That is, until now. A new startup has launched a free website, Justice Toolbox, that lets users look up the winning-est lawyers by practice area and city -- though there might be some problems with evaluating lawyers based on wins alone.

Firm Automates Mundane Tasks With 'Software Robots'

It's not quite R2D2, but it's not just a cute movie robot either.

RPA, for Robotic Process Automation, is the real deal. They are software robots, and they are going to work at the international law firm Seyfarth Shaw.

The firm will put the robots to work managing client information, reviewing contracts and other tasks as fast as they can get trained. That, by the way, is the key to machine learning.

What Should Small Firms Know About AI?

What should solo practitioners and small firms know about AI?

He was only the highest-scoring point guard in the history of the NBA, that's what! He stood toe-to-toe with Michael Jordan, the greatest basketball player of all time, crossed him over and scored on him like a boss!

Wait, you want to know about the other AI? Fine. Work with me here.

Like gifted athletes on the basketball court, solo practitioners and small law firms can own the big leagues on the other court. And AI can get you there. That's what I'm talking about. Artificial Intelligence, not Allen Iverson.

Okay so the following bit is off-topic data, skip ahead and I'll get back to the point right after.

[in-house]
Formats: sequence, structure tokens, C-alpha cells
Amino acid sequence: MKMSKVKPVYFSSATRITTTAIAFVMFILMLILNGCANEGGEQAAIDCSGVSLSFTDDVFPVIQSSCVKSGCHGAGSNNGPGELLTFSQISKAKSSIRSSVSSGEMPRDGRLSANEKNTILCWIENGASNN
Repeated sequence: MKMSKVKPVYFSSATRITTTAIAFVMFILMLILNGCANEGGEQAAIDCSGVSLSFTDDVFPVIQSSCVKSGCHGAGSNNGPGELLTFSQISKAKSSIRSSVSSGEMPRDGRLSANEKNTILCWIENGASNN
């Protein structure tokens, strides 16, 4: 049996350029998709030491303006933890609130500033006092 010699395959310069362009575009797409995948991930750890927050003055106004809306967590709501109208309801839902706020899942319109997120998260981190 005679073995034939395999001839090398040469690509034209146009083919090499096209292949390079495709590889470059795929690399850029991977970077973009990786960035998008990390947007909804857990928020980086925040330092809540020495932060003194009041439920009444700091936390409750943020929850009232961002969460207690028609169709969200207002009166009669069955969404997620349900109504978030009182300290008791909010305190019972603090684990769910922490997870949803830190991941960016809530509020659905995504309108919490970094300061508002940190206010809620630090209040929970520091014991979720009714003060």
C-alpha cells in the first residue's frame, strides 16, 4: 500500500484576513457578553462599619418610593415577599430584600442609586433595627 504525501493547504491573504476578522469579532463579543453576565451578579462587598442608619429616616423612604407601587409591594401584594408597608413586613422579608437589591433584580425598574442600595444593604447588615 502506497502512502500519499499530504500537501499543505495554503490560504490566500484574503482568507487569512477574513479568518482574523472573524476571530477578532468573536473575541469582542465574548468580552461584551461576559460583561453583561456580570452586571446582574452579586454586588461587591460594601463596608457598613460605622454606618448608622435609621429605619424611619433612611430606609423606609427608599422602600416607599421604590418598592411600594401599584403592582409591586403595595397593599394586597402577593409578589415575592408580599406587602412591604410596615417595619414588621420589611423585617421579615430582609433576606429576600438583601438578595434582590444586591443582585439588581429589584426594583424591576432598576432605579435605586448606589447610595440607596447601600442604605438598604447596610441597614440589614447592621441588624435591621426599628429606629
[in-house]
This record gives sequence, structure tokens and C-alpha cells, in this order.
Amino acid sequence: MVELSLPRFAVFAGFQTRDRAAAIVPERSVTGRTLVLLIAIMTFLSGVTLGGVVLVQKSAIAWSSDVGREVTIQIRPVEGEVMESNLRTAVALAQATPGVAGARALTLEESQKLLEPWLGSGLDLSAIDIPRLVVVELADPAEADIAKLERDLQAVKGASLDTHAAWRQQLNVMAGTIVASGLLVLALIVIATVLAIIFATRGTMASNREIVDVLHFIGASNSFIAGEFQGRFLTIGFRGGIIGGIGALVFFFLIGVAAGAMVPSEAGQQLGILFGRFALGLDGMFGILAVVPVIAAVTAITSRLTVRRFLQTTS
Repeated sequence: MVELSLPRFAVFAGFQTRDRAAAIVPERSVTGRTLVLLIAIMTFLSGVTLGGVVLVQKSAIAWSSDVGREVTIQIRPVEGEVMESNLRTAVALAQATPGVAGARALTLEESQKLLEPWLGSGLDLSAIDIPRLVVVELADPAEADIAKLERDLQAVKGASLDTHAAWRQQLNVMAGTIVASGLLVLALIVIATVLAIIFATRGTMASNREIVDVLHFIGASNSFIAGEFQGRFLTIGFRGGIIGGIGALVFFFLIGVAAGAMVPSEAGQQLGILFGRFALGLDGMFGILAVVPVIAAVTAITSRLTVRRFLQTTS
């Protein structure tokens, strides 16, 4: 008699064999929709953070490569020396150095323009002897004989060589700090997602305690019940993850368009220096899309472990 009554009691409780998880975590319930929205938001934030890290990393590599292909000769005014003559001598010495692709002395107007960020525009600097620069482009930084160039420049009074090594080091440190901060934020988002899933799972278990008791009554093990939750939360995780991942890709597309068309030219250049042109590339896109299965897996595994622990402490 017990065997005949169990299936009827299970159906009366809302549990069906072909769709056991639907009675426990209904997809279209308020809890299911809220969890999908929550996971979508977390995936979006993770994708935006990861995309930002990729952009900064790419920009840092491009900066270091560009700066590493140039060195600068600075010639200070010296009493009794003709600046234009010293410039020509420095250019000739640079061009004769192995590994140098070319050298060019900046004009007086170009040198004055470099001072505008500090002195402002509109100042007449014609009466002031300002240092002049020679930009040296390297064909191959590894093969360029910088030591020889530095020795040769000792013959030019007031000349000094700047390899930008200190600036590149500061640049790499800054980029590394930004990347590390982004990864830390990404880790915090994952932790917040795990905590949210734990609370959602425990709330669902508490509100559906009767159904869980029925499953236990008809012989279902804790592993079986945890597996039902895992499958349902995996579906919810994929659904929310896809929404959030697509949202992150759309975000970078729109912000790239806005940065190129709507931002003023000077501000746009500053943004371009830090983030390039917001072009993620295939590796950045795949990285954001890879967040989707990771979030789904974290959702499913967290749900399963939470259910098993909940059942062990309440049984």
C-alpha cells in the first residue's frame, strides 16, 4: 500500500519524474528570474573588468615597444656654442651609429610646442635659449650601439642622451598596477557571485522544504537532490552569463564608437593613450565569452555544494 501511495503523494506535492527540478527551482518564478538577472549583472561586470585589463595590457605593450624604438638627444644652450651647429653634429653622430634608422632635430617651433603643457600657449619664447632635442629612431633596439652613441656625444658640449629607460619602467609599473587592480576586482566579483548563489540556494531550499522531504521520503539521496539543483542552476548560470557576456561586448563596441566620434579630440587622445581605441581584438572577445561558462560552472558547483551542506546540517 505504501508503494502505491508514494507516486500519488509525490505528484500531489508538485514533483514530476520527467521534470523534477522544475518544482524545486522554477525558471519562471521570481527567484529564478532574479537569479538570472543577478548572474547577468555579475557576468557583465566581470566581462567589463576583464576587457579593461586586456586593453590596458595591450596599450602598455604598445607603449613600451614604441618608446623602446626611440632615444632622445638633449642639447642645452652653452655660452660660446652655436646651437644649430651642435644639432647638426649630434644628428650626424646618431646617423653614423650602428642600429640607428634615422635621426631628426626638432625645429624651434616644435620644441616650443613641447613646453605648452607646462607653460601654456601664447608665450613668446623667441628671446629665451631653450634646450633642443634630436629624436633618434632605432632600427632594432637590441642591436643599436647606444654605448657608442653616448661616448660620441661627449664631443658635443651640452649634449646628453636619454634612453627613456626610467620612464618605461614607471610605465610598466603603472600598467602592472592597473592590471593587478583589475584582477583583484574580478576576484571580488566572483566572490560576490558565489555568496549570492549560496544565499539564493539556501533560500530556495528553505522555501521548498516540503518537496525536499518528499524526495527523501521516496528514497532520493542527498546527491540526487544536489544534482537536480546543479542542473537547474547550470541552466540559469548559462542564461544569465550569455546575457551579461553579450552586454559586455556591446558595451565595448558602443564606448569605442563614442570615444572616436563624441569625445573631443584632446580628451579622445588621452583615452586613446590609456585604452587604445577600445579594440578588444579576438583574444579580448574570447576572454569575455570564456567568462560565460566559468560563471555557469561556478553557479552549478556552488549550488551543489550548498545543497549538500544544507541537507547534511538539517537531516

Tech Tips to Protect Client Confidentiality

If there is one thing we should learn from the 1.5 billion email hack at Yahoo, it's that email is not secure.

Many Yahoo users responded by changing their passwords, as the company advised, but it was a bit like closing the barn door after the horse got out. Other subscribers cancelled their accounts, perhaps contributing to the delay in Verizon's negotiations to purchase Yahoo.

In any case, it's a problem that is not going away because hackers and cyber-terrorists are not going away. For lawyers duty-bound to protect client confidentiality, it's even a bigger problem.

Another nor'easter is bearing down on New York. It's a balmy 37 degrees in Chicago. Even Los Angeles was hit by cold and rain yesterday, their equivalent of a snowpocalypse. Winter is still here, and it's not going anywhere for a while.

If the bad weather, lack of sun, and bulky coats are getting you down, we understand. It's bleak out there. But you don't just have to suffer through the winter doldrums. Here are a few handy apps that can bring a bit of a spring feeling into your life.

Checklist for Updating Your Law Office Technologies

Usually, technology evolves faster than the law firm. Sometimes, however, law firms evolve faster than their technologies.

This can be a good thing because it may be a sign a law firm is growing. At the same time, lagging technology may be one of the growing pains.

In any case, it is important to assess the firm's technologies from time to time because technology always affects the bottom line. Technology can increase profits if it increases productivity, but it can also cost more than it's worth if it is not efficient.

Here's a checklist for updating your law office technologies: